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Thursday, September 16, 2010

eminent domain

I've been playing a prototype of Eminent Domain. Seth Jaffee provided the files needed to print it out, and I've been playing 2- and 3-player games over lunch. It took about a half dozen plays to get all of the rules right, but we even enjoyed the game when we were playing it wrong.

Briefly, it's an engine-building game that utilizes role selection and deck construction. In fact, the role selection is the method for adding cards to your deck, which forces you to weigh the desire to use the benefits of a particular role with the consequence of adding that role card to your deck. There are three ways to score points (planets, technologies, and trading), and so far it has proven viable to pursue any combination of these three. That's the short of it; I'll let the BGG entry and Seth's blog add details.

Our last two 3-player games proved to be extremely close. Starting with a fertile planet, I pursued a harvest/trade strategy, trying to take advantage of reasearch, survey and colonize when possible. My opponents dabbled enough in harvest/trade to take some advantage of my calls, while also using warfare, colonize, and survey to play some high-point planets. The VP token pool exhausted to end the game, and the final scores tallied 21(1)-21(0)-20 (I was the 20). The winner had successfully been collecting armies with a "Take 2 armies" technology action, and then utilized a single warfare card to occassionally attack planets. Otherwise, he primarily relied on colonize to settle planets, while also gaining moderate VP tokens. A single leftover army won the game for him.

In our second game, I drew a fertile world to start again, but decided fairly early to eschew the harvest/trade strategy for something different. Instead, I tried to use a combination of warfare and colonize, along with some research and survey. Unfortunately, my surveys were fairly shallow, and I was drawing fairly low-point planets. I was last, which is a nice advantage in that you can guarantee yourself a win if you know that you can end your turn with more points than everyone else. (Points are fairly easy to track; the only "hidden" points are on research cards purchased and placed in the player's deck, but these are not so many that they are hard to remember.) When it came to my turn, I recognized that I could end the game while also building a 5-point technology, and it was unlikely anyone else would be able to research for points. However, this would have tied me with the leader, who also had some armies while I had nothing to help in a tie-breaker. Instead, I extended the game another round. I believe I researched that round for 2 points, and then followed a trade or attack/colonize so that by the time it was my turn again, I was only down by one point. The leader exhausted a role card pile on his turn, which was immediately before mine. Down 29-28, I held only 3 research symbols in my hand, but I also held a tech with a "Draw 3" action. I played that tech, and drew 3 cards. Only 1 research card came up. With no other way to gain points, I was forced to end the game 1 research card short of victory. Final score was 29-28-27.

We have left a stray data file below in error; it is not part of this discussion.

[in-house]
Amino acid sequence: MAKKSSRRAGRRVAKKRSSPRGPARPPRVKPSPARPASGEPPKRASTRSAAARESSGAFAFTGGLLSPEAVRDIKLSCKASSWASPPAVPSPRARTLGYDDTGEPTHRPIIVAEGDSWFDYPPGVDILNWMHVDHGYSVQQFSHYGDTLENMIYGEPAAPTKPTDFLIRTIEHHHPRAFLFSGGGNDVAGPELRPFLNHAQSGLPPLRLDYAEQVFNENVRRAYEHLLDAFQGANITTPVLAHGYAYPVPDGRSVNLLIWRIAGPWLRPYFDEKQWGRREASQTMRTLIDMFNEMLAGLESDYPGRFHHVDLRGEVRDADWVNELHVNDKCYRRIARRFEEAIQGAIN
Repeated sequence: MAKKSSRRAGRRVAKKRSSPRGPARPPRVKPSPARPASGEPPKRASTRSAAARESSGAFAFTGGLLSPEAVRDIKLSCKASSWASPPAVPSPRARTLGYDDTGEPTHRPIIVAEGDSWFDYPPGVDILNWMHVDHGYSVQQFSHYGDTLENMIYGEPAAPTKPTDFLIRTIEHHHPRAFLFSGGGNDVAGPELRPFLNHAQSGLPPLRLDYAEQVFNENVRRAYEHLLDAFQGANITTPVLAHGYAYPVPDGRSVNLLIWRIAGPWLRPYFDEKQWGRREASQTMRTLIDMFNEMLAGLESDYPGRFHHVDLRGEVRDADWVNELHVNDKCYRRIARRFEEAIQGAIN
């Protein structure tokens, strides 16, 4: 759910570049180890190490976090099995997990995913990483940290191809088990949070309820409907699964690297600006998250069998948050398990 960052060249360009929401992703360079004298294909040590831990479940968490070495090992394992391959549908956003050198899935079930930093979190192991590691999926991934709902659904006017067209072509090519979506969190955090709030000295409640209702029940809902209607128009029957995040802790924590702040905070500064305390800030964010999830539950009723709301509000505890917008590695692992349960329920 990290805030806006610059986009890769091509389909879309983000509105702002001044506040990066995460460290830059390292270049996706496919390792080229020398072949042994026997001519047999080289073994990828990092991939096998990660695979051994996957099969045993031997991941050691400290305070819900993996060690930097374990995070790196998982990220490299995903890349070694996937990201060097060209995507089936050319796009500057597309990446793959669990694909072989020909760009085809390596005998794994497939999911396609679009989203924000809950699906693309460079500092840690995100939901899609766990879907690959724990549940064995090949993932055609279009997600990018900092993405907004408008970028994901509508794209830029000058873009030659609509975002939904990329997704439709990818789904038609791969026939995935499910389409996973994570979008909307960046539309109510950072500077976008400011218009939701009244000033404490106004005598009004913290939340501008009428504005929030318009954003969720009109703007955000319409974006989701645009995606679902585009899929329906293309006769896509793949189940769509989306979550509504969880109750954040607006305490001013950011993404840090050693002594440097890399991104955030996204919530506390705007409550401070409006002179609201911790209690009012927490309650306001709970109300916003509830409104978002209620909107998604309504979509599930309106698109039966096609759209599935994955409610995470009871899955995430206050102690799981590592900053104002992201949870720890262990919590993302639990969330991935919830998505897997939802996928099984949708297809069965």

Eminent Domain is well-received with my lunch group. Although it fills a different strategy space than Race for the Galaxy, there is one major similarity that forces it to compete for playtime: we can play two games of either within 90 minutes (yeah, we take long lunches if we're playing games). The role-selection also gives a similar feel where it's important to read your opponent, and gauge the optimal play based not only on how it helps you, but also on how it helps your opponent. The deck-building mechanic in Eminent Domain adds another layer to the role-selection, which complicates that decision. However, the cards are much less complex, which makes it easier to teach and learn Eminent Domain. If I had a group that wanted to learn both, I'd probably teach Eminent Domain first.

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